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Making the Olympics Less of an Elite Event

Making the Olympics Less of an Elite Event

Demonstrators hold a banner reading “Olympics for whom?” next to a police officer during a protest against the 2016 Olympic Games in Rio de Janeiro, Brazil, Aug. 5, 2015. (Tasso Marcelo/AFP/Getty Images)

The modern Olympics were created to showcase a country’s social and economic worth in a balanced, competitive forum. If the Soviet Union could win the most medals, proving their citizens as the strongest and most athletic competitors, it would prove in a way the success of the communist system.

This Olympic Cold War competition served its purpose at the time, but with the rise of the BRICS, the IOC took to placing events in developing nations, picking future economic winners and tying them to the Olympic tradition. Beijing 2008 was more than just a sporting event, it was a symbol of China’s acceptance into the WTO earlier that year and represented the country’s future as an economic giant.

While the Olympics helped re-introduce China to the world in 2008, many Chinese citizens who could care less about the Olympics lost their homes for the sake of ‘progress.’ However, progress should never be seen as building a place for Games while disregarding the rights of citizens.

Despite protests during the last World Cup in Brazil, the criticism of Rio 2016 has centered around issues for visitors and athletes, and not around the political crisis affecting Brazil’s middle class and poor communities, debt issues or the President’s impeachment process. While Dilma Rousseff awaits an impeachment hearing and members of her Worker’s Party await trial on charges of corruption, the Olympic Games seem to be a party where the people of Brazil are paying for another international event while losing their social services to benefit a few.

The Olympics will likely lose a lot of support in the future if the Brazilians take a hard stance against their own elite and international interests spending local tax dollars to hold sporting events mere kilometers away from some of the poorest neighborhoods in the world. There should be mechanisms put in place when Olympic bids are granted to diffuse social and political quagmires once games are set in place.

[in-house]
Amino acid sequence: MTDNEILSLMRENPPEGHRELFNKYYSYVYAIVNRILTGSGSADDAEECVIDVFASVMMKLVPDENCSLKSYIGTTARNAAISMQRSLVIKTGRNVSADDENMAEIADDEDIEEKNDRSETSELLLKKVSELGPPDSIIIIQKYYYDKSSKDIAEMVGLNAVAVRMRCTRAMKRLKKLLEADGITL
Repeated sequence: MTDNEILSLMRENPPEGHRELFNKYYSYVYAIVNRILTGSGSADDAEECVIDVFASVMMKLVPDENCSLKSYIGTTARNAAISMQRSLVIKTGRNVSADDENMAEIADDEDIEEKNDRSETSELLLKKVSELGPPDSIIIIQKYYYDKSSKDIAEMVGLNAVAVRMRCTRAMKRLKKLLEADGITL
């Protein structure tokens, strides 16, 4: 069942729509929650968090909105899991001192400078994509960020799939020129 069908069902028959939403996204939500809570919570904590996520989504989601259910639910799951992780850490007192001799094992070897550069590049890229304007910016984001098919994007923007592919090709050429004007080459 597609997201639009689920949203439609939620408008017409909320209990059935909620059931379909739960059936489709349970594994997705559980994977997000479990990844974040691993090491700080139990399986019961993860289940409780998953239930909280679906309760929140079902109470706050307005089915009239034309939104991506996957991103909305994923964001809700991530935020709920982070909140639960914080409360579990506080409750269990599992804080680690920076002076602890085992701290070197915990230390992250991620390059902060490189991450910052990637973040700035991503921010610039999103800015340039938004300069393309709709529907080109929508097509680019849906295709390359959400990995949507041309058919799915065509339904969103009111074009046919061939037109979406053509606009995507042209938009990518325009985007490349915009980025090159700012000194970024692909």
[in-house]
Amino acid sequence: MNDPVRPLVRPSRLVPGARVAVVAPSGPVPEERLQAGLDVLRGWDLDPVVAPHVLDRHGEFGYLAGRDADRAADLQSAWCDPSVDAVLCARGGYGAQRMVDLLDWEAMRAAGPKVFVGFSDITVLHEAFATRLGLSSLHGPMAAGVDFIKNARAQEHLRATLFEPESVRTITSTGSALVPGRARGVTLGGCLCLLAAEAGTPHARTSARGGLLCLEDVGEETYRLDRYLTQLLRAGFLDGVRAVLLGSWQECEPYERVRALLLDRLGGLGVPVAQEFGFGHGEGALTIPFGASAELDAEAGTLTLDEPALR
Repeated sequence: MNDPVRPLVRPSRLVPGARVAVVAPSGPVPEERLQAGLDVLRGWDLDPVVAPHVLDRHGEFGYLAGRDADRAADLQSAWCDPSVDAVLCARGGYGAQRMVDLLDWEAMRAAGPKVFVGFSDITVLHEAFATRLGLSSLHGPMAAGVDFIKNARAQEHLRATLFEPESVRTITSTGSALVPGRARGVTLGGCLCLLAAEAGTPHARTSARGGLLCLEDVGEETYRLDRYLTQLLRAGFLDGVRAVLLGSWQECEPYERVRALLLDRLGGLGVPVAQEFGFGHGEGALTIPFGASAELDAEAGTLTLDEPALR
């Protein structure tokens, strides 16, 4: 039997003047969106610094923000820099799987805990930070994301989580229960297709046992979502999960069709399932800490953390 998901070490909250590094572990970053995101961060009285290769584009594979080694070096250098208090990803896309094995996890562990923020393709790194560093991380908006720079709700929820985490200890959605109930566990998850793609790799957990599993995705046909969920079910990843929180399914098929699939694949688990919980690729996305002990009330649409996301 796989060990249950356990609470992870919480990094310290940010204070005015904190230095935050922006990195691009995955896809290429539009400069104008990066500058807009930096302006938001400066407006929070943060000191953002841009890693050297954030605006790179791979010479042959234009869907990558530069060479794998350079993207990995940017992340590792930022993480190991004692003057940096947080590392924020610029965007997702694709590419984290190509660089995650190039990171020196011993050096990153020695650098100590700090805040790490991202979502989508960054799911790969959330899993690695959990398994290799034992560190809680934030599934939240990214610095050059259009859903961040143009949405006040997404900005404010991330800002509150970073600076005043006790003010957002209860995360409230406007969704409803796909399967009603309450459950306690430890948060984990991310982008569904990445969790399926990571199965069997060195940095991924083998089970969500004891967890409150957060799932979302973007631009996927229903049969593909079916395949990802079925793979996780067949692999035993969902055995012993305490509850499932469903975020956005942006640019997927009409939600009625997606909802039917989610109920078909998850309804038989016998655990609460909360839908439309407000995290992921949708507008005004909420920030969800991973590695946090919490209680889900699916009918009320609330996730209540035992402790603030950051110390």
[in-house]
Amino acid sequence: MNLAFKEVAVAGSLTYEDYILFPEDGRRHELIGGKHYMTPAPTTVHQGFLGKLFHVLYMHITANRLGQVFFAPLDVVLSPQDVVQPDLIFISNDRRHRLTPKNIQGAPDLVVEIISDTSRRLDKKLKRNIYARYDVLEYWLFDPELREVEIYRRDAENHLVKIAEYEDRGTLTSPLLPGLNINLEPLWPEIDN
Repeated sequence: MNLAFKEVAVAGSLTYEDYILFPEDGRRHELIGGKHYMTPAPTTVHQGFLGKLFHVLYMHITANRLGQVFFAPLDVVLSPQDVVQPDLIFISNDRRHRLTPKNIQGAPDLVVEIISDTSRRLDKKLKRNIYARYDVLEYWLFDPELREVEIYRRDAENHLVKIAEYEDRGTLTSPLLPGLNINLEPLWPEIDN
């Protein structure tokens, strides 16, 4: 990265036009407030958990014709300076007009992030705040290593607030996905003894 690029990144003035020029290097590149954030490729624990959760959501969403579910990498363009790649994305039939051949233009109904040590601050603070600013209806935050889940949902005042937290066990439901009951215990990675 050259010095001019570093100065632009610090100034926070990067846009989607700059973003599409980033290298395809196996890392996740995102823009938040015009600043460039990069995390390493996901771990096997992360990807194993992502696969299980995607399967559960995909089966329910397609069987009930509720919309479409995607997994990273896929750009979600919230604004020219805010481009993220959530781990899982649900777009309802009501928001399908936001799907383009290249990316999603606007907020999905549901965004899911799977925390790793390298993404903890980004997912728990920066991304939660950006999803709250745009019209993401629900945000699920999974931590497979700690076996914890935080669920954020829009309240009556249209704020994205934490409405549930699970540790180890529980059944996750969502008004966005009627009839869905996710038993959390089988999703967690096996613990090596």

The ideas around corporate social responsibility should be taken seriously by the IOC when countries implement policies that hurt their citizens in preparation for the games. Chinese citizens having their houses torn down for the sake of a three week sporting event should be acknowledged and compensated by corporate event organizers, including the IOC itself.

In the event that local political leaders and elites are operating contrary to the public interest, the project should be immediately halted and an inquiry into reducing further damage to the local community should be instituted. There should also be a minimum economic standard for eligible host countries, ensuring that the event would not draw public funds away from social spending.

No country should host the Olympics unless there is a guaranteed positive economic result from the Games. Sporting events should not simply be excuses for spending more money on useless infrastructure. Similarly to the investigations taking place around FIFA, a thorough and comprehensive review of the IOC should take place regularly to avoid future scandals and influence peddling. With some positive actions, the Olympic games could become an event that can represent the public as a whole.



Richard Basas

Richard Basas, a Canadian Masters Level Law student educated in Spain, England, and Canada (U of London MA 2003 LL.M., 2007), has worked researching for CSIS and as a Reporter for the Latin America Advisor. He went on to study his MA in Latin American Political Economy in London with the University of London and LSE. Subsequently, Rich followed his career into Law focusing mostly on International Commerce and EU-Americas issues. He has worked for many commercial and legal organisations as well as within the Refugee Protection Community in Toronto, Canada, representing detained non-status indivduals residing in Canada. Rich will go on to study his PhD in International Law.

Areas of Focus:
Law; Economics and Commerce; Americas; Europe; Refugees; Immigration